Sleep is an Isthmus | Lisa Marie Brodsky

Sleep is an Isthmus

by Lisa Marie Brodsky


On this side, it is you and on that side,

a dream of sanity


waiting for you on the lake’s glassy floor

asking, will you fall through should


your eyes close? You needn’t worry;

snails stick to your seat


and make a mess, but minimal.

A minor inconvenience


compared to the insomnia

that glues your eyes open.


You might as well be fed impaled fish

& rocked back & forth by a neglectful mother.


Your fingers wiggle in water

like worms searching for their ancestors


and dream a drowning, a fall, a reflective

cloud-casket planted on land you can’t reach.


You feel only the night’s longing

to remain night forever


the same way you yearn for rest, for the moon

to give up its right to keep you.


Lisa Marie Brodsky is the author of poetry collections, “We Nod Our Dark Heads” (Parallel Press, 2008), and “Motherlung” (Salmon Poetry, 2014), which received an Outstanding Achievement Award from the Wisconsin Library Association. Her poetry has been published in The North American Review, Mom Egg Review, Peacock Journal, Diode Poetry Journal, Verse Wisconsin, SUSAN/The Journal, Poetry Quarterly, and has work forthcoming in The Linden Avenue Literary Journal and Barrow Street. In 2016 she was anthologized in “Even the Daybreak: 35 Years in Salmon Poetry.” As faculty member at AllWriters’ Workplace & Workshop, Brodsky teaches classes on emotional healing through creative writing. Her web site can be found at:









Death by Hurricane | Margarita Barresi

Death by Hurricane

by Margarita Barresi


I surveyed the ocean from ten stories above through the kitchen’s plate glass window wearing white cotton panties and nothing else, my at-home uniform at age five, and willed my thoughts to project to God In Heaven. It was 1966 in San Juan, Puerto Rico, and Hurricane Faith was imminent. God, I telepathed as I pictured an ancient bearded man in voluminous white robes sitting on an enormous and elaborately carved marble throne, If I’m going to die today, please don’t make it hurt too much. I was not one to beg in the face of the inevitable. People died in hurricanes. I’d heard the stories of the “Big One”, 1928’s Hurricane San Felipe, which destroyed the Yabucoa valley where my grandfather grew up and killed more than 300 poor souls across the island. I understood clearly what my fate could be and was prepared to courageously face the worst case scenario.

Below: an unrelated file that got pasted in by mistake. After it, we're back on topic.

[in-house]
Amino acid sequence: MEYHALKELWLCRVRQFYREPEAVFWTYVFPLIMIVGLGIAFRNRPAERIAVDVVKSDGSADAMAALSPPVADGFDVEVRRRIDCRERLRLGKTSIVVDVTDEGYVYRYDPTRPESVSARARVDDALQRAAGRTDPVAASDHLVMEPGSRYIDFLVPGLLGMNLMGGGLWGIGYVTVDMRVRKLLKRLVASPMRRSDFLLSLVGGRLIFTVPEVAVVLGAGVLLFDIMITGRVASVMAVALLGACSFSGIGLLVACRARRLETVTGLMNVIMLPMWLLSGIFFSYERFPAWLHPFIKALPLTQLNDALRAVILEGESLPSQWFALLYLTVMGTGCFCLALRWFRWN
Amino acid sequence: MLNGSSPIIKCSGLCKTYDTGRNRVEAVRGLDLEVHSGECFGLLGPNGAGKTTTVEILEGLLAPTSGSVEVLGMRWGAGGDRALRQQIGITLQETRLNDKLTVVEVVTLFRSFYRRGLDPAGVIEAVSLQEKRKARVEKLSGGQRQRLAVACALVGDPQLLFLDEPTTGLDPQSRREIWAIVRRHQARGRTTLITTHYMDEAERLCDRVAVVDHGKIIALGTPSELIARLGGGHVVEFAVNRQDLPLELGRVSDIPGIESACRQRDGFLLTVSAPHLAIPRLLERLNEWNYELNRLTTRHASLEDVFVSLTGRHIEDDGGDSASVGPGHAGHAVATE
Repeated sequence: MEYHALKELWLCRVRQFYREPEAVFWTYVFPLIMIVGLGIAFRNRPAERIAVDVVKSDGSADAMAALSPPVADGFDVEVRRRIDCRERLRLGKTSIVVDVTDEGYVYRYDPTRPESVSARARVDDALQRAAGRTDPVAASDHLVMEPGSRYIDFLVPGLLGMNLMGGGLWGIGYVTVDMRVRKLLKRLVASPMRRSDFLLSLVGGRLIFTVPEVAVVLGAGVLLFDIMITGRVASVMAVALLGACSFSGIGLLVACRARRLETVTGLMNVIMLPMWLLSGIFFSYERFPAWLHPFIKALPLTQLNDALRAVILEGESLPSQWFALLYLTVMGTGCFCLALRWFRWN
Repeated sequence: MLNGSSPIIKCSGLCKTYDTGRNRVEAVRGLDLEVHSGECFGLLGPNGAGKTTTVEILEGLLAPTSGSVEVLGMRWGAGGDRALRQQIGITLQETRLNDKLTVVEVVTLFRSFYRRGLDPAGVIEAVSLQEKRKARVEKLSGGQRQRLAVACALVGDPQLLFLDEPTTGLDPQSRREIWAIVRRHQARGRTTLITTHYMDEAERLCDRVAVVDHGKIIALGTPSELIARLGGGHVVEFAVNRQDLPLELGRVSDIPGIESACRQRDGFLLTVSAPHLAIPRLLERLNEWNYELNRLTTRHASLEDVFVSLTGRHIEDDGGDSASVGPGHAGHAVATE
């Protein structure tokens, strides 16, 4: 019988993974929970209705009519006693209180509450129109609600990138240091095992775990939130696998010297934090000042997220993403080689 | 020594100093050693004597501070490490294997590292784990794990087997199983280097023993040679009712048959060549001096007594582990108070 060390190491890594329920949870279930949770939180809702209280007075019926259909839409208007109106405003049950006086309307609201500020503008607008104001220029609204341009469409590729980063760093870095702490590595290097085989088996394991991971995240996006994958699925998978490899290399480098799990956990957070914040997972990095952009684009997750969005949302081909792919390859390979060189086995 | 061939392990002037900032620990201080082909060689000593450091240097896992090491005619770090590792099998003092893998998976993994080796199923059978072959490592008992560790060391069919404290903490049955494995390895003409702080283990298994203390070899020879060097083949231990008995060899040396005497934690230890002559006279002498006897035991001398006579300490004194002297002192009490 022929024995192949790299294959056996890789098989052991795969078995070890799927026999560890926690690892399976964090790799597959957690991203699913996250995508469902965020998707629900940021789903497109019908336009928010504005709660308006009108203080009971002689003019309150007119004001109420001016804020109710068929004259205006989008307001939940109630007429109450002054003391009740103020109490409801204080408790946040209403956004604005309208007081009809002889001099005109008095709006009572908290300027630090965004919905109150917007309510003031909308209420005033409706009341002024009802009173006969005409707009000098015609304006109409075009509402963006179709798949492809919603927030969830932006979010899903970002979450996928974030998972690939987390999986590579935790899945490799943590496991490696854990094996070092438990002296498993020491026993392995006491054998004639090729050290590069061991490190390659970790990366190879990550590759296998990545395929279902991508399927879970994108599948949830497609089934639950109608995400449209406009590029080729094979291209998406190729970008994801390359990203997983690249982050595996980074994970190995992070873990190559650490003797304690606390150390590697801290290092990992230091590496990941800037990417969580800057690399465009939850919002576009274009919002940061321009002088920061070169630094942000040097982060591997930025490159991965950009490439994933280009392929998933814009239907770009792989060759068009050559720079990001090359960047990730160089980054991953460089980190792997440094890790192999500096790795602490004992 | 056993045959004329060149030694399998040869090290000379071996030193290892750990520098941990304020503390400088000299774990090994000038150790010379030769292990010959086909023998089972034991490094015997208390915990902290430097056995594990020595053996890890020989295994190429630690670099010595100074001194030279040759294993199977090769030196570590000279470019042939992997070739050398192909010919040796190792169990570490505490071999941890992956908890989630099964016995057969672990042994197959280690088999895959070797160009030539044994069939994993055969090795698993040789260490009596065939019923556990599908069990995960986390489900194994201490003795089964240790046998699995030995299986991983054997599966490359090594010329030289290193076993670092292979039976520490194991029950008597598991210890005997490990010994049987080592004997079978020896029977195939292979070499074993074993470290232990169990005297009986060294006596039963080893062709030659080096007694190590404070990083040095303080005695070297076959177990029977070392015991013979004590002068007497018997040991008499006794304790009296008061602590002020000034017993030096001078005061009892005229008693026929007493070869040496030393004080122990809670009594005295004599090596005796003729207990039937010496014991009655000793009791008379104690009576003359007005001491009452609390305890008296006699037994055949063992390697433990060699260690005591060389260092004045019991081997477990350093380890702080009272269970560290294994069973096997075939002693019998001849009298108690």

My grandparents, with whom I lived, were sticking masking tape in crisscross patterns on the rest of the wide glass windows that created the circumference of our apartment. They paid me no mind. The tape was supposed to prevent the glass from shattering into the apartment if some sort of debris broke through. Apparently all sorts of things flew around in hurricanes. I hoped I wouldn’t be one of them. My grandmother pulled the putty colored tape from the roll, making a long riiiiiiiiiip sound and my grandfather attached it to the glass. Riiiiiip, PatPatPat, Riiiiiip, PatPatPat, Riiiiiip, PatPatPat. The sounds of their industry pierced the otherwise eerie silence.

No screeching white and grey seagulls, no cars motoring down the street, no tree frogs chirping their evening song of coqui coqui, and no laughter wafting up from the beach. The wildlife and humans had both hunkered down. The Atlantic, normally five different shades of blue, was a monochromatic indigo shaded by an ominous grey dome of a sky. Angry, tall waves crashed on the sand and rocks below, some even reaching the base of our apartment building. It was humid, but oddly cool. I could feel the air, seasoned with sea spray, weighing down on my skin, leaving it salty and taut.

My grandfather turned on the radio, which usually played classical music, and tuned it to a news channel. Official sounding voices peppered the air with weather updates in Spanish, completely ruining my communion with God In Heaven. I figured He’d gotten my message by then anyway. He was probably attending to a lot of people at that moment, and I certainly didn’t want to become a nuisance. I decided instead to follow my preoccupied grandmother around the apartment as she distributed candles and matches throughout every room. In the meantime, my grandfather anxiously checked the flashlight batteries and filled the tub, as well as several plastic jugs, with water. Then we waited. And waited.

We continued to listen to the weather reports, my grandparents both smoking, she her Salems and he his carved ivory pipe that scented the air chocolate and cherry. But as my 7:00 bedtime approached, I became agitated. I didn’t want to sleep through My Death! It was one thing to get sent to bed before Get Smart aired, but this, My Death, was a monumental thing to miss. I begged my grandparents to let me stay up. As a compromise, and because they thought I was inconsolably frightened by the looming storm, they agreed to let me bunk in the floor of their bedroom. I willed my eyelids to remain open for what seemed hours, but I couldn’t help falling asleep, my body slowly shutting down for the night.